More than 26 years after Cambridge company Acorn and the BBC united to produce a computer to help educate the UK about the IT revolution some of the principal creators of the machine have gathered to remember its legacy.
The casings may be slightly worn and the manuals a little dog-eared but a handful of BBC Micros were fired up at the Science Museum on Thursday as part of a Computer Conservation Society event to mark the legacy of the BBC Micro, know fondly as the Beeb.
Four of the architects of the Beeb - Hermann Hauser, Steve Furber and Sophie Wilson who worked at Acorn and former BBC executive producer John Radcliffe - explain in their own words how the BBC Micro came to be created and the impact it had.
In March 1981 we knew the BBC were interested in Acorn. Hermann Hauser told us that the BBC were coming five days before they arrived but we didn't even have a machine.
But we had built several computers already so we were able to build a prototype for the BBC in five days, which I remember as being five days and four nights.
There was a huge gap between what the BBC wanted and what we had planned to build. Their technical specification was basically a Z80 (processor) machine running CP/M (an operating sytem). What they contracted from Acorn was a 6502 (processor) machine running a proprietary operating system.
We ultimately delivered that through the second processor which could be added to the BBC. We did get there in the end
I think their key reason for wanting that specification was that there was a reasonably established market and they felt that with estimate of 12,000 machine sales they'd need to fit into an existing market.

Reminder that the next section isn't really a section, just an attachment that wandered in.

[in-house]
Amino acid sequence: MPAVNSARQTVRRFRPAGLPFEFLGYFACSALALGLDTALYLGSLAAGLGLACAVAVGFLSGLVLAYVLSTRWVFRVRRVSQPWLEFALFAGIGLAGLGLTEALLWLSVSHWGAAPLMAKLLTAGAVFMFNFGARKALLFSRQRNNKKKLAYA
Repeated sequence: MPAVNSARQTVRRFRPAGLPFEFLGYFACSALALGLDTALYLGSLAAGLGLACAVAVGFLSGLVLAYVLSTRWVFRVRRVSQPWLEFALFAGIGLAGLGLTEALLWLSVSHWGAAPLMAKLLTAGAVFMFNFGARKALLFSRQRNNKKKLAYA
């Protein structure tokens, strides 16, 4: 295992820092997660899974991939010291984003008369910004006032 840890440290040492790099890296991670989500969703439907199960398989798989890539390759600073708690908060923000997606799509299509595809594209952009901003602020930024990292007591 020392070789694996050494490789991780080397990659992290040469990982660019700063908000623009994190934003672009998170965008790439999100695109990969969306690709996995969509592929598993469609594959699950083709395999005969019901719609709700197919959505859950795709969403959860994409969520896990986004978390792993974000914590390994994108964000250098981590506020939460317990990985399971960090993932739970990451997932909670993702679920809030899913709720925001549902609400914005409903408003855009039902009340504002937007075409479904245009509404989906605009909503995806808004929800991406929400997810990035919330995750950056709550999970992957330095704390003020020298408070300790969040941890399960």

The reality to turned out completely at odds to that: BBC sales completely swamped that of Z80. More than 1.5 million were sold and the BBC became defacto the computer to build software for.
The BBC Micro was released at the end of 1981
I don't think anyone at the outset anticipated the scale of the take up. Clearly once we were talking to the BBC we were aiming for the market they were planning to target their programmes at, which I think was somewhere in schools but also across to more enthusiastic homes.
They were trying to move it out of the geek hobbyist sector because they saw this technology was going to affect everybody, particularly in business.
We very much felt like pioneers; although we weren't quite the first. We knew that Apple had come out with the Apple II, which in many ways had a similar position in the US market to the one the Beeb had over here.They were a couple of years ahead of us.
We had useful technical advantages over the Apple coming later; we ran the processor twice as fast and of course the Beeb had a lot of interfaces and probably proved to be the most expandable home computer there has ever been.
We had done networking with Atom as an upgrade - which was satisfactory - and that technology wasn't built into every machine and this of course was 10 years before general population began to get involved with the world wide web.
Technically the BBC Micro really caused Acorn to grow and was responsible for the development of the ARM processor, which followed very shortly after the BBC Micro. And the ARM is now the world's dominant architecture in the mobile embedded space, with absolutely unbelievable numbers. They have just past their 10,000 million point.
The other legacy which keeps coming back to me is that a generation of people cut their computing teeth on the BBC Micro so I still meet people who say they did their first computing on the Beeb.
Steve Furber is Professor of Computer Engineering at Manchester University.
We knew we were in a competition; there were six firms the BBC talked to and one of them was our arch-enemy Sinclair. We knew we had to work very hard to come up with a solution that was better than Sinclair.